After yoga, I started to change the way I ate, which lead to a change in how I was feeling, and that ultimately led to changing my mindset. I noticed that making one small change in my life catapulted into a complete lifestyle change. Everything was connected.
I started my first business in Social Media Marketing within two weeks completing my degree. TheThen, I wrote my first book Goal Setting 101 which transformed, with each small step, into Guilt Free Goals.
Guilt Free Goals teaches people why setting goals can change your life, how to set goals, and includes motivational theories that help you stay consistent.
Unlike other success gurus, I encourage people to find their own flow and prioritize their feelings. If you don’t want to wake up at 5am, become a millionaire, or be a best-selling author, that’s cool. You don’t have to set big goals to find joy in your life.
I learned the hard way that doing things I didn’t enjoy would never lead me to feeling mentally healthy. But, finding ways to add your joy into your daily or weekly life can totally transform you and move you towards how you want to feel.
And to me, the most important part of setting goals is making it feel good!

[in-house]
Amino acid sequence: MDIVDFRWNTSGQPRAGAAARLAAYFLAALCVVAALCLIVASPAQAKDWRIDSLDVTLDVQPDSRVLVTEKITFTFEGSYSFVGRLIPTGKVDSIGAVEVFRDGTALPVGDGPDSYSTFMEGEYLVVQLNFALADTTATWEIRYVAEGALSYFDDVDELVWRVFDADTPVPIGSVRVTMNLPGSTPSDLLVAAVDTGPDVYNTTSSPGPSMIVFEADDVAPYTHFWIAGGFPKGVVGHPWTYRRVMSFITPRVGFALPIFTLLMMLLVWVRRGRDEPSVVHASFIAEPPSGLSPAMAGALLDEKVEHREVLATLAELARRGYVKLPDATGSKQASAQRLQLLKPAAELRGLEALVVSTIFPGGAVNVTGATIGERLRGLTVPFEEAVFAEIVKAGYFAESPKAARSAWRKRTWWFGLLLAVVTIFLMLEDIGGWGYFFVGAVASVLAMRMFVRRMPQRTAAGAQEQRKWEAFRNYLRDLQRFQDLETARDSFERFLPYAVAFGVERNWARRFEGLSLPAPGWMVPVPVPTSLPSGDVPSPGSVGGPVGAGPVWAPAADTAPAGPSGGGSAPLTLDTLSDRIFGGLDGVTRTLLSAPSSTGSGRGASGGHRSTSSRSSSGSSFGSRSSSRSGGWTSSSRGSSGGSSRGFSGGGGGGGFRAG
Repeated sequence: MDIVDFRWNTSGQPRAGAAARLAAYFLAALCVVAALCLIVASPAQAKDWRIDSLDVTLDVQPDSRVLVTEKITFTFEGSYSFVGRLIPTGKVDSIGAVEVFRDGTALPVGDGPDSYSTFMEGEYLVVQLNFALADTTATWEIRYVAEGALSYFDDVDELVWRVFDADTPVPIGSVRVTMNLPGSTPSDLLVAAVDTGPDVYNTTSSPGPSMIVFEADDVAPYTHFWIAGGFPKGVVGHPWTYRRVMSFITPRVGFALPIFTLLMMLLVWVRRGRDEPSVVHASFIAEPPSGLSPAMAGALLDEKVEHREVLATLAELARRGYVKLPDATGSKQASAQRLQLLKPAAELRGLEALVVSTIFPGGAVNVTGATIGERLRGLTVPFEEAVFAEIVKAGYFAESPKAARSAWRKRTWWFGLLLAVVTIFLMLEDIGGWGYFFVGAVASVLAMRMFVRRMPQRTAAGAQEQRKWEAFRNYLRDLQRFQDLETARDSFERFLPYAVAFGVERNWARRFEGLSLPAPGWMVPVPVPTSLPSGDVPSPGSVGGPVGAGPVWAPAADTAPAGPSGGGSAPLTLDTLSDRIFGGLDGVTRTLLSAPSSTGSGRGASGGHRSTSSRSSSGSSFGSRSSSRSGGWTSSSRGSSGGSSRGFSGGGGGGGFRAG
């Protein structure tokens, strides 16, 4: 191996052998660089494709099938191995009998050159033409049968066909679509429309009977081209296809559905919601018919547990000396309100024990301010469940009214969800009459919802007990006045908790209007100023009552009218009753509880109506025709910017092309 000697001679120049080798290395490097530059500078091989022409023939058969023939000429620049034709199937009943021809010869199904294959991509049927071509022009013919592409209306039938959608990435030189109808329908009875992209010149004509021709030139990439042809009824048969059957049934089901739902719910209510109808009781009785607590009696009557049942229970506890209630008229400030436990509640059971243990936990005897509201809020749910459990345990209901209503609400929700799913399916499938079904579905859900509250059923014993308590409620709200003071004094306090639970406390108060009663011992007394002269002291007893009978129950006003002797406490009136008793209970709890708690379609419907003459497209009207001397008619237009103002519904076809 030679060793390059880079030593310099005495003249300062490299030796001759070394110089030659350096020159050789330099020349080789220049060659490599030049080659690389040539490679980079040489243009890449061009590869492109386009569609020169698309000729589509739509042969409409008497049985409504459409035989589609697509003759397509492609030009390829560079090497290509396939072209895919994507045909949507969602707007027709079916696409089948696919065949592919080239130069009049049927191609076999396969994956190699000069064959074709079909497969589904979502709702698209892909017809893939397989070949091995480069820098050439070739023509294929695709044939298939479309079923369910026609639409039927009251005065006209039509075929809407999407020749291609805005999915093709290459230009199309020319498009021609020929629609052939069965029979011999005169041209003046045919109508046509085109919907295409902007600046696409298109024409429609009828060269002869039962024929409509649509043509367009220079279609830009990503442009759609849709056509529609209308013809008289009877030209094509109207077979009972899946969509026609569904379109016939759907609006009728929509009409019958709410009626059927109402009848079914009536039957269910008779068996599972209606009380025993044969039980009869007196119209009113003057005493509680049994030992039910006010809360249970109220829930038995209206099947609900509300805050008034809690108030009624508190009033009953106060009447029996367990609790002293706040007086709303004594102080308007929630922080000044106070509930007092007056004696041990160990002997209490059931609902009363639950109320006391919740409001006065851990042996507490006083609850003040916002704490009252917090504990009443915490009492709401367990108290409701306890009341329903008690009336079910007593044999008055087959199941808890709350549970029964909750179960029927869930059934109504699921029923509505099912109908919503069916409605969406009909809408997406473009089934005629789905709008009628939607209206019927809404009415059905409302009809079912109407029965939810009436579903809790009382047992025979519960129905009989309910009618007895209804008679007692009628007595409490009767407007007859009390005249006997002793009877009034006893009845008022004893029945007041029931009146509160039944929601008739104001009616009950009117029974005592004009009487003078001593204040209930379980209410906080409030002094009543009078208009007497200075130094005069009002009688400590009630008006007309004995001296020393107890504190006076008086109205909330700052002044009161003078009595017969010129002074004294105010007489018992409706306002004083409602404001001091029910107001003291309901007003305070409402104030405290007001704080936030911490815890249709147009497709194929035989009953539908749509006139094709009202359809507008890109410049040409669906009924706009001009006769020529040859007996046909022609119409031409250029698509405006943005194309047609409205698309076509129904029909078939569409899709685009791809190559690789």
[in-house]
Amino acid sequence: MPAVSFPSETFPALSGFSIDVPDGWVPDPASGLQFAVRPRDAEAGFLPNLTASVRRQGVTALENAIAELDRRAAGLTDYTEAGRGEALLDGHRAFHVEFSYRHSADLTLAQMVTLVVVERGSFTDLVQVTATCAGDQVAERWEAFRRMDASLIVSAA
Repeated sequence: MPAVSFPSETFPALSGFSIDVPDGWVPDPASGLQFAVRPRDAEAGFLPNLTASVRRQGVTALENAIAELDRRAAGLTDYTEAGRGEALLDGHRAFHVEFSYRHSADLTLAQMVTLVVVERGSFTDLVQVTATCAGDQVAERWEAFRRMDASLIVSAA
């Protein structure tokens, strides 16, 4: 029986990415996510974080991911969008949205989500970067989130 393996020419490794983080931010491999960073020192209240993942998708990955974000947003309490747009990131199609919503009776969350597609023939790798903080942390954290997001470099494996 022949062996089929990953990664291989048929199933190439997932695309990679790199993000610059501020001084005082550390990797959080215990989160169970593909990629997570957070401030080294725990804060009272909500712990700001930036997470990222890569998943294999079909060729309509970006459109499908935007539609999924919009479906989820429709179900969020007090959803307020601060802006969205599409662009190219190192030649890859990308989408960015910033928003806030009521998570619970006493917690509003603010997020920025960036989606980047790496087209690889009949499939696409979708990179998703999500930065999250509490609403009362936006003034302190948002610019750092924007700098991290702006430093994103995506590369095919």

Let’s say your best friend was visiting the area and you wanted to show them the best time ever. Where would you take them? Give us a little itinerary – say it was a week long trip, where would you eat, drink, visit, hang out, etc.
For me, the best part of someone visiting is catching up and getting to talk about all the things we wouldn’t be saying over the phone or in a text. I love connecting deeply with people and hearing about the things that they’re passionate about or what ticks them off.
I would take my friend hiking or to walk near water because I find it so grounding. I also love to stay active and getting out into nature is something my friends and I love to do together.
I always love to check out and share my favourite Italian restaurants to finish off the day. Sitting on a beautiful patio with deep talks, a glass of wine, and an amazing friend is the best thing to do after working so hard on my dreams.
Shoutout is all about shouting out others who you feel deserve additional recognition and exposure. Who would you like to shoutout?
I would love to say that my success came from the people who have inspired me since I started my business like Danielle LaPorte (author of The Desire Map) or my coach Krystal E Woods (Human Design Coach). Before they even had a hand in inspiring me, I was tugging on my mom’s sleeve while she was working. I saw the energy my mom put behind helping people and creating an online marketing business that has been around since the 90’s. My mom taught me how to balance out my ambitions with listening to loud music and dancing in front of the mirror late at night. She taught me to be brave, take the risk (explore freedom), and work for yourself. I learned how to be my own boss, think differently, and create a unique way to view the world. I would have never saw the opportunity to jump right into entrepreneurialism straight out of school if it weren’t for her. Now that I’ve done it, I am extremely grateful and lucky to have had such a motivated role model growing up.